For restaurant employees, the past few years have been the pits. In theory, it makes sense to want to publicly thank the hosts, bartenders, and servers who have kept us fed and drunk throughout the pandemic. However, even if the concept for these awards is novel and exciting, restaurant staff aren’t delighted with who is behind them.
Yelp revealed the Servies on August 3. According to a blog post by the user generated reviews site, these are “the first-ever awards completely dedicated to front-of-house workers” employed in the United States. Anyone may now submit an application and suggest nominees for the prizes. A group of judges will choose the finalists based on a few (completely quantitative) factors, such as “flexibility, positivism, dependability, and memorability.” Throughout two weeks in September, the general public may vote for their preferred nominees.
Winners will earn what Yelp refers to as “the gift of a lifetime” and will be announced sometime in October. That corresponds to a pair of Snibbs slip-resistant work shoes, a Visa electronic gift card with a $3,000 preloaded balance, and a gold trophy with a stressed-out design of a pointer finger holding three meal plates.
The very people Yelp wishes to honor have collectively rolled their eyes at the news. The majority of the restaurant employees I talked to for this article perceive the ratings platform as either bad for the business and its employees, largely irrelevant, or both. It makes sense—is even valid—that these prizes would exist. But the notion that Yelp would bestow them is absurd. Like, say, a particular international peace medal established by the same person who created dynamite.
The “Best Host” award, which recognizes “the ones who hold their composure when a client is grumbling,” ignores the possibility that the very same diners could leave defamatory Yelp reviews after leaving the restaurant. The “Best Vibe” award, which goes to the “teammate who can put a grin on anyone’s face,” neglects to take into account the current onslaught of unruly patronage at restaurants. The team member known as “Best Hustle,” who doesn’t bat an eye “when things become too chaotic,” also appears unaware of the fact that front-of-house employees are leaving the business in large numbers because — as they put it — “things are getting too crazy.”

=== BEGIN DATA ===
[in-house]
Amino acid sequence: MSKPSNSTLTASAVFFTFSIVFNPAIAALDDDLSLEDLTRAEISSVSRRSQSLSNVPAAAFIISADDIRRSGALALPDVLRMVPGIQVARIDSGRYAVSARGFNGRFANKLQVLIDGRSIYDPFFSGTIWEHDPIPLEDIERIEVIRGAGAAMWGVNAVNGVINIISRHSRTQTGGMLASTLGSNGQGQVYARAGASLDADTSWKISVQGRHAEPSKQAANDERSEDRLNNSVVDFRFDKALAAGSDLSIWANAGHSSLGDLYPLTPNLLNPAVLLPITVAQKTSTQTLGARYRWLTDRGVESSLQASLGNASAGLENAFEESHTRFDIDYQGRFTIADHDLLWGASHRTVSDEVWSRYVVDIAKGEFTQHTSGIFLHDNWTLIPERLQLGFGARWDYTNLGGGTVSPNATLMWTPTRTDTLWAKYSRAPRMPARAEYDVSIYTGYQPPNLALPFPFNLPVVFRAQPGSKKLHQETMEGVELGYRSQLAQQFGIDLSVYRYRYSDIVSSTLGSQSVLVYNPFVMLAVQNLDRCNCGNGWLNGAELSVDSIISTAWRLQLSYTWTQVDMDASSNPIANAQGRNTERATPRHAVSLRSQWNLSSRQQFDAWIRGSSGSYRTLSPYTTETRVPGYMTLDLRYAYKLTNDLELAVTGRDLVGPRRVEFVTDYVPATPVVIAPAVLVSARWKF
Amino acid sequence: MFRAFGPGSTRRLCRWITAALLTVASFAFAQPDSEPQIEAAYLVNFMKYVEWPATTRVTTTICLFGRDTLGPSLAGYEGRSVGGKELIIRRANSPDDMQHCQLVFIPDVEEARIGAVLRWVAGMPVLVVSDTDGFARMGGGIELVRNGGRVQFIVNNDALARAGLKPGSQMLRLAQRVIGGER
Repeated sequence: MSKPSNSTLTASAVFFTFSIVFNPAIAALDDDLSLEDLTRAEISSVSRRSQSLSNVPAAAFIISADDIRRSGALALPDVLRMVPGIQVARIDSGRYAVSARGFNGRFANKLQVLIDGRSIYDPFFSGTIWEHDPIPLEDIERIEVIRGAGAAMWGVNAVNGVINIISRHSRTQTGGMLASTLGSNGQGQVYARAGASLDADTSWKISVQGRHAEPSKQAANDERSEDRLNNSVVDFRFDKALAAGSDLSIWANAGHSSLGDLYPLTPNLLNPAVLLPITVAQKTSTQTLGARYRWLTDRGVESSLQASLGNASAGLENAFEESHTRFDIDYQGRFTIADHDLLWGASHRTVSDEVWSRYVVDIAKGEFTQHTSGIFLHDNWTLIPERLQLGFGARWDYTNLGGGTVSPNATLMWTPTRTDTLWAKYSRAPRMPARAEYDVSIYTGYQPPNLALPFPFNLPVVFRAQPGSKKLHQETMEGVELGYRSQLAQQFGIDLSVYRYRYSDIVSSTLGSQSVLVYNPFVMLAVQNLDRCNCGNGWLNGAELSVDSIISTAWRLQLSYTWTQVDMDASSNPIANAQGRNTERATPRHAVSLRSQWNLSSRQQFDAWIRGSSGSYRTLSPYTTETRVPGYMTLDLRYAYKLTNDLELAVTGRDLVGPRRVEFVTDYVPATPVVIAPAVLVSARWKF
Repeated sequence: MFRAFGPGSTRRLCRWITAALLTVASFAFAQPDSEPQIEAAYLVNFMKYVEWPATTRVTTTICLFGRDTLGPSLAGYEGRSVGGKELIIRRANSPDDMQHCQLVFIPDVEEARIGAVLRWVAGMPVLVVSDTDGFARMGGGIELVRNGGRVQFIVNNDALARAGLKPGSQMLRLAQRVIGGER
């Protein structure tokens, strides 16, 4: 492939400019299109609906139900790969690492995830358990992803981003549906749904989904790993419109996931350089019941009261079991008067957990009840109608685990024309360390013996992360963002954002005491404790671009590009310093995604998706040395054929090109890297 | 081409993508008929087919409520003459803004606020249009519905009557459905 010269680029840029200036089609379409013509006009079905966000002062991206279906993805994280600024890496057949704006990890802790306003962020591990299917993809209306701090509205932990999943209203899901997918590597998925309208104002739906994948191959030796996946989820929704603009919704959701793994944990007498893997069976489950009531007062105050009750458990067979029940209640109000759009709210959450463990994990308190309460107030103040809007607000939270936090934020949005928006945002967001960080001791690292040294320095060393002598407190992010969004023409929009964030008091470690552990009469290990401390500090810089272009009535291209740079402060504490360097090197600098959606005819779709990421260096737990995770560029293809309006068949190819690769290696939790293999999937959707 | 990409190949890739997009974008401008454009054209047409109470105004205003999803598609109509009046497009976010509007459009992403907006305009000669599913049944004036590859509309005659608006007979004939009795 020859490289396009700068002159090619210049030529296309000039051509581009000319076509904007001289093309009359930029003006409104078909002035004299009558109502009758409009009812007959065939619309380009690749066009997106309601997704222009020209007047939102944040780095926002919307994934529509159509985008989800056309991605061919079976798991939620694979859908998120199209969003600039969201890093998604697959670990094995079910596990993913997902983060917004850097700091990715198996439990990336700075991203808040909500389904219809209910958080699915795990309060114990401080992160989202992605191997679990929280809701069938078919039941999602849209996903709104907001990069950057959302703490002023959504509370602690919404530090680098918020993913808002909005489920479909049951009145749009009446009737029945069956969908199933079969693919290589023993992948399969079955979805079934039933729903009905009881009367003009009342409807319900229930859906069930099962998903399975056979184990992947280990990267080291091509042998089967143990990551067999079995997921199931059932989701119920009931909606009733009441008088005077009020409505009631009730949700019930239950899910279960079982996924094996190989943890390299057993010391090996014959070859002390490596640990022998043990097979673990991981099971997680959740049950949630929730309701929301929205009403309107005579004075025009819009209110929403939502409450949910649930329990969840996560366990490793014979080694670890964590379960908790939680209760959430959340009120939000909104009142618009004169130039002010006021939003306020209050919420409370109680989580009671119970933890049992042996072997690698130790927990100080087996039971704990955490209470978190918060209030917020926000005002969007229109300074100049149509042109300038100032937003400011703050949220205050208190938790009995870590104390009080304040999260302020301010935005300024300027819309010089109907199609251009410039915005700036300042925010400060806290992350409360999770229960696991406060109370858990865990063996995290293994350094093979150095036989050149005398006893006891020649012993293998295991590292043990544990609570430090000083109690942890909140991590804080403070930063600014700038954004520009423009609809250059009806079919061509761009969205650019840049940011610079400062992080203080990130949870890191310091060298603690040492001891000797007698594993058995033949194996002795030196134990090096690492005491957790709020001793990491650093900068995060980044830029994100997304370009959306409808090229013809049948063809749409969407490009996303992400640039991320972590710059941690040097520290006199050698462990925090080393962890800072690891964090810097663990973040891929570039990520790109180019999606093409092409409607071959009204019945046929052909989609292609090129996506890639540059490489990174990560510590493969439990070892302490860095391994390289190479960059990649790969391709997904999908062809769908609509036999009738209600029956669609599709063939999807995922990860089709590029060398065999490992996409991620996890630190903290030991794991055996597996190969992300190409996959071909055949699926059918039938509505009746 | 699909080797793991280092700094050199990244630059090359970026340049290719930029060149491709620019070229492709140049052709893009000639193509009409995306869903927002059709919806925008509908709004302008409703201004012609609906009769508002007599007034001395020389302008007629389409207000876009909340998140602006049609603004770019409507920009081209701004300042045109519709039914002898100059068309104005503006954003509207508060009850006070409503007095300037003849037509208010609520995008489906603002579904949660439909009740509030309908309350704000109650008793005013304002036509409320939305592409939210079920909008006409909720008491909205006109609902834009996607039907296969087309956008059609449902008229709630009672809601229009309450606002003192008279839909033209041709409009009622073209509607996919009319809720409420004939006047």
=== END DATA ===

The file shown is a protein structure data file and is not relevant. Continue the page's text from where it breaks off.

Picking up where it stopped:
According to Connie Wang, the 44-year-old owner, host, and waitress of Jackrabbit Filly in Charleston, South Carolina, Yelp is for customers rather than restaurant staff. She claims that she knows very few business owners or employees that genuinely check their Yelp ratings. It’s simply too discouraging.
Rashaad Jones, a 37-year-old former captain at New York City’s Eleven Madison Park, said he would turn down a Yelp award if nominated. Jones is unable to picture any of his coworkers accepting a Servie either, mostly since it originates from a platform that is not regarded favorably by the business community. Yelp doesn’t benefit anyone, he claims. “We need to move past that,”
The major issues facing the restaurant business are not something that Yelp is expected to address, nor is it what these awards are promising to achieve. However, some of the categories come across as pretty tone deaf, especially at a time when food service workers are more frequently dealing with obnoxious and entitled patrons, their tips appear to be declining, and staff shortages are making day-to-day work a grind for the workers who are still showing up every day. Yelp’s “prize of a lifetime” seems a little absurd in light of that.
Workers require access to healthcare, 401(k)s, increased pay, paid vacation, and sick days. Carson Hiner, a 28-year-old waiter and beer buyer at Fradei in Brooklyn, claims that it is unnecessary to determine which bartender wears the craziest fedora. Wang isn’t going to suggest any of her employees in Charleston. She does, however, believe that if a teammate won a Servie, it would be hilarious and the subject of an ongoing inside joke. For the staff celebration, we would undoubtedly create them posters or t-shirts.
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